So anyway, I’ve been probed and X-rayed and picked at and had my trousers cut off, but I’ll be out of here in a week or so. PLEASE DON’T WORRY. I’m just fine and the food sucks. I’ll write again soon.

Love,
Al The Kat

(To read all of Al Hofacker’s letters on Military.com, click here.)

Lance Corporal Timothy Barmmer, And The Vietnam Plaque

The World War I and II memorials across from Town Hall are impressive. This weekend — as we honor our veterans — they’ll get their well-deserved share of attention.

But nearby lies a smaller, less-noticed plaque. This one salutes 5 Westporters killed in Vietnam. Timothy M. Barmmer (Marine Corps), Michael B. Paquin and Stephen A. Shortall (Army) and Frederick M. Rader III and Francis A. Walsh (Air Force) are cited for their “honorable service in Southeast Asia, in the face of uncommon adversity.”

Westport’s Vietnam Memorial, opposite Town Hall.

In January 1968 — more than a year after arriving in  Vietman — Tim Barmmer wrote to his parents in Westport:

Listen, I’m sorry I’ve waited so long, but I went to Bangkok for 7 days, and when I got back we were pretty busy.

I guess you’ve heard a lot about Khe Sanh on the news & stuff, but DON’T WORRY! I’ll be honest, we’ve been getting hit with rocket & artillery every day, & they’ve surrounded us, but if you’ve seen the support we get, you’d feel as good as I do.

We have built a bunker so good, NOTHING could get through it — believe me.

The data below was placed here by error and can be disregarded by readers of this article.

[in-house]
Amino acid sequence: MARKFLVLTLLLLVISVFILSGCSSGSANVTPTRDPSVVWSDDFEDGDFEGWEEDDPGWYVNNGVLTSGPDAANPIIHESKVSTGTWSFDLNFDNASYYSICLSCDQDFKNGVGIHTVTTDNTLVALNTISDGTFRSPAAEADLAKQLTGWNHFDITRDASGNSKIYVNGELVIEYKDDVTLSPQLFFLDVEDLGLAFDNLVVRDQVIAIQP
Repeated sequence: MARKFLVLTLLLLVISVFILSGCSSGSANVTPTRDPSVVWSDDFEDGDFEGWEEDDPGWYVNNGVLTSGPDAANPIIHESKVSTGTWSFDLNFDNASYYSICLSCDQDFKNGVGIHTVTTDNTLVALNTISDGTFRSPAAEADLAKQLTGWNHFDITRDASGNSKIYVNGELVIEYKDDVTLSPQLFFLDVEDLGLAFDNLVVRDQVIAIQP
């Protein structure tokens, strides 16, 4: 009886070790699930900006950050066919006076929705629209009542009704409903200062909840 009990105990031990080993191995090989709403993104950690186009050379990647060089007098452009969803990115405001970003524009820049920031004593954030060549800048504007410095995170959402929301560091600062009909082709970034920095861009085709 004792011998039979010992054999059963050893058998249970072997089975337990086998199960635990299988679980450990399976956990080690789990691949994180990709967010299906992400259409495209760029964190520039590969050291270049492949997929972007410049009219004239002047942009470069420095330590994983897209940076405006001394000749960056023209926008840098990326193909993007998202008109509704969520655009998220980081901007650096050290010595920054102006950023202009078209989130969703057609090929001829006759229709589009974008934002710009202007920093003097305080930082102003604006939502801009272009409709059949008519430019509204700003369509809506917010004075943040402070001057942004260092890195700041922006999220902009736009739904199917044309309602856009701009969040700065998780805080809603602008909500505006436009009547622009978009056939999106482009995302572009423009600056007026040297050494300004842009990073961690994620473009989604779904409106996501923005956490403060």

Lance Corporal Tim Barmmer

We have jets bombing the area every 15 minutes, gunships, & B52 bombers every day. Feel a little better? I have not been SCRATCHED. The American flag flies atop our hole, unscathed!

We call ourselves the “glorious untouchables” and we’ve been put in for two more medals. How about that?

I’m pretty sure they’ll be pulling us out after all this is over, ’cause we’ve lost about 40 in a month — maybe we’ll go to Okinawa or something!

Bangkok was REALLY GREAT! I’m gonna go back there some day — met some really good people there. Thailand people are really friendly & good to Americans. It was terrific R&R!

I have a lot of work to do. Take care of yourself, and remember – I AM FINE — morale is terrific, and the guys are fighting their hearts out. Keep praying as I am, and we’ll keep fighting for you.

I made TV carrying a wounded News Coresspondent down the street — look for me on CBS! How about that?

Don’t worry, please. Give my love to all, and I’ll see you in 4 1/2 months. Love you all,
Tim.

Two days later — on January 30, 1968 — Lance Corporal Timothy M. Barmmer was killed by enemy fire. He was 20 years old.

Tim Barmmer’s company.

A recon corpsman said, “He died in my arms. He died trying to get someone else in the bunker during incoming… Tim was literally throwing people in (the bunker).  Shrapnel got to him.”

Later, Tim’s parents received a letter from a woman named Viola Howes. Her son Roger had often written about Tim — his best friend, and someone who “made this place bearable.”

This time, Roger wrote about his best friend’s death. Viola wanted another mother to read Roger’s words:

Yesterday evening we were sitting in our bunker eating C rations and a rocket came in about 3 feet from it. Huck (Tim’s nickname), Doc, Mac and Zeke were outside heating chow. Huck tried to push them in like the big stupid loveable guy he was and took the blast and was killed instantly. The other 3 are in serious condition and sent back to the States.

My God, what a dear friend we’ve lost, Huck was big and big hearted, he could be gruff yet gentle. We loved him like a brother and he left an impression that could never be forgotten. Everyone in our company could not help but like him. He was first to help a new guy coming in. He was the first one to welcome me here. This place can never be the same without him.

God has some purpose in it I know, but Oh God, we will miss him. Could you do me a very great favor and have a Mass said for Huck. His name is Timothy Barmmer. Thanks Mom, so much.”